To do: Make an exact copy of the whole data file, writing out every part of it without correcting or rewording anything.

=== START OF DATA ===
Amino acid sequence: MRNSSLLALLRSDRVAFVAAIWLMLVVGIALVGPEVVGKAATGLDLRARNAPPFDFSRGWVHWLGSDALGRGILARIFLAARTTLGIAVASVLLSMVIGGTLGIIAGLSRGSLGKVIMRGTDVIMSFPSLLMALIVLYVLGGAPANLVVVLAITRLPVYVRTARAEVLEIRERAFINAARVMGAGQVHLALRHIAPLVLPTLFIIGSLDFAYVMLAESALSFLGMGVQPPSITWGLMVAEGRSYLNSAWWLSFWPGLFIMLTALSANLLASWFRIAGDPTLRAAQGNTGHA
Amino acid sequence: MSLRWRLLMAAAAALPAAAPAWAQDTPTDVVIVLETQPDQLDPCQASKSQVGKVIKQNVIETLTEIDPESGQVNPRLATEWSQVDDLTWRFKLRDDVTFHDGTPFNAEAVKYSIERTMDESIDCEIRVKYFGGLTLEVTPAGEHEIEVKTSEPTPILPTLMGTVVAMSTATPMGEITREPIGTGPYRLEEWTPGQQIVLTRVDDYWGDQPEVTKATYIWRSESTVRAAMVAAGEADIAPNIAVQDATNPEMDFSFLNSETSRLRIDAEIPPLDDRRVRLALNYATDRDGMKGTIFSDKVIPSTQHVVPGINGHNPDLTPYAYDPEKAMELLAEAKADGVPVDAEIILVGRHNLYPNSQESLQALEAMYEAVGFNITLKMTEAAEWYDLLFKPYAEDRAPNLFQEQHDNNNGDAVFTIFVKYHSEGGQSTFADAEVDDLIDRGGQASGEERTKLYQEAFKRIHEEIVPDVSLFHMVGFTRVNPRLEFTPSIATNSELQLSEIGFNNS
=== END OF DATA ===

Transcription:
Amino acid sequence: MRNSSLLALLRSDRVAFVAAIWLMLVVGIALVGPEVVGKAATGLDLRARNAPPFDFSRGWVHWLGSDALGRGILARIFLAARTTLGIAVASVLLSMVIGGTLGIIAGLSRGSLGKVIMRGTDVIMSFPSLLMALIVLYVLGGAPANLVVVLAITRLPVYVRTARAEVLEIRERAFINAARVMGAGQVHLALRHIAPLVLPTLFIIGSLDFAYVMLAESALSFLGMGVQPPSITWGLMVAEGRSYLNSAWWLSFWPGLFIMLTALSANLLASWFRIAGDPTLRAAQGNTGHA
Amino acid sequence: MSLRWRLLMAAAAALPAAAPAWAQDTPTDVVIVLETQPDQLDPCQASKSQVGKVIKQNVIETLTEIDPESGQVNPRLATEWSQVDDLTWRFKLRDDVTFHDGTPFNAEAVKYSIERTMDESIDCEIRVKYFGGLTLEVTPAGEHEIEVKTSEPTPILPTLMGTVVAMSTATPMGEITREPIGTGPYRLEEWTPGQQIVLTRVDDYWGDQPEVTKATYIWRSESTVRAAMVAAGEADIAPNIAVQDATNPEMDFSFLNSETSRLRIDAEIPPLDDRRVRLALNYATDRDGMKGTIFSDKVIPSTQHVVPGINGHNPDLTPYAYDPEKAMELLAEAKADGVPVDAEIILVGRHNLYPNSQESLQALEAMYEAVGFNITLKMTEAAEWYDLLFKPYAEDRAPNLFQEQHDNNNGDAVFTIFVKYHSEGGQSTFADAEVDDLIDRGGQASGEERTKLYQEAFKRIHEEIVPDVSLFHMVGFTRVNPRLEFTPSIATNSELQLSEIGFNNS